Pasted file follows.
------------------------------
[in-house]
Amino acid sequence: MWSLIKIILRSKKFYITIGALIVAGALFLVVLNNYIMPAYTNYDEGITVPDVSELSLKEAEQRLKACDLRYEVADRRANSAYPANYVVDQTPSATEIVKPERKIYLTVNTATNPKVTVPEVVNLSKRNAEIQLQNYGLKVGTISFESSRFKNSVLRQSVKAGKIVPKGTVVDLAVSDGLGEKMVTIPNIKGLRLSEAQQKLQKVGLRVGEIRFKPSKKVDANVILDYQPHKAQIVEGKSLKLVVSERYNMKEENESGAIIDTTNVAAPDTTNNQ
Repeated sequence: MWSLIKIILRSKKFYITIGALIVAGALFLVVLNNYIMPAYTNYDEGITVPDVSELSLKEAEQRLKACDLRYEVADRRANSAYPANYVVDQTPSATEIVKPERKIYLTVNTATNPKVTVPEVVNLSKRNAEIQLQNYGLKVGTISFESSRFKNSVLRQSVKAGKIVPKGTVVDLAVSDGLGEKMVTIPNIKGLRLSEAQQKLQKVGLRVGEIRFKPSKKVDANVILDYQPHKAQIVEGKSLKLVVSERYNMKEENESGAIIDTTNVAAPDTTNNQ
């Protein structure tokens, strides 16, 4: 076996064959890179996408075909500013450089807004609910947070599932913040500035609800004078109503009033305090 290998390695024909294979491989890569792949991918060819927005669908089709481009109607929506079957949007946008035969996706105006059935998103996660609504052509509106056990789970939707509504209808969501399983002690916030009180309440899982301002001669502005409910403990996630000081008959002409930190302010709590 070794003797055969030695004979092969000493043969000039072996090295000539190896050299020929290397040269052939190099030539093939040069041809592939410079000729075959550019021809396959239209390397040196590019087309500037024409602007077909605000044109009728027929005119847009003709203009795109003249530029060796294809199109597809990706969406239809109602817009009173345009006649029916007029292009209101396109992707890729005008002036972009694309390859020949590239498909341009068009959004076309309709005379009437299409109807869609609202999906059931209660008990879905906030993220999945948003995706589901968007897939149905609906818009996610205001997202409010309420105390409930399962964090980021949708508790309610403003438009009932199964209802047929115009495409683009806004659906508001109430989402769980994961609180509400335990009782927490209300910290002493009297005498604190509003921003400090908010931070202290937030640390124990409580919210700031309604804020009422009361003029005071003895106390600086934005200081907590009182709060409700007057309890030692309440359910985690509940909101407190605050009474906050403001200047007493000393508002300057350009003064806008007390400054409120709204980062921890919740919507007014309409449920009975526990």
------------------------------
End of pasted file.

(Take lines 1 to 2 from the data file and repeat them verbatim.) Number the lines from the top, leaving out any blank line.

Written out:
[in-house]
Amino acid sequence: MWSLIKIILRSKKFYITIGALIVAGALFLVVLNNYIMPAYTNYDEGITVPDVSELSLKEAEQRLKACDLRYEVADRRANSAYPANYVVDQTPSATEIVKPERKIYLTVNTATNPKVTVPEVVNLSKRNAEIQLQNYGLKVGTISFESSRFKNSVLRQSVKAGKIVPKGTVVDLAVSDGLGEKMVTIPNIKGLRLSEAQQKLQKVGLRVGEIRFKPSKKVDANVILDYQPHKAQIVEGKSLKLVVSERYNMKEENESGAIIDTTNVAAPDTTNNQ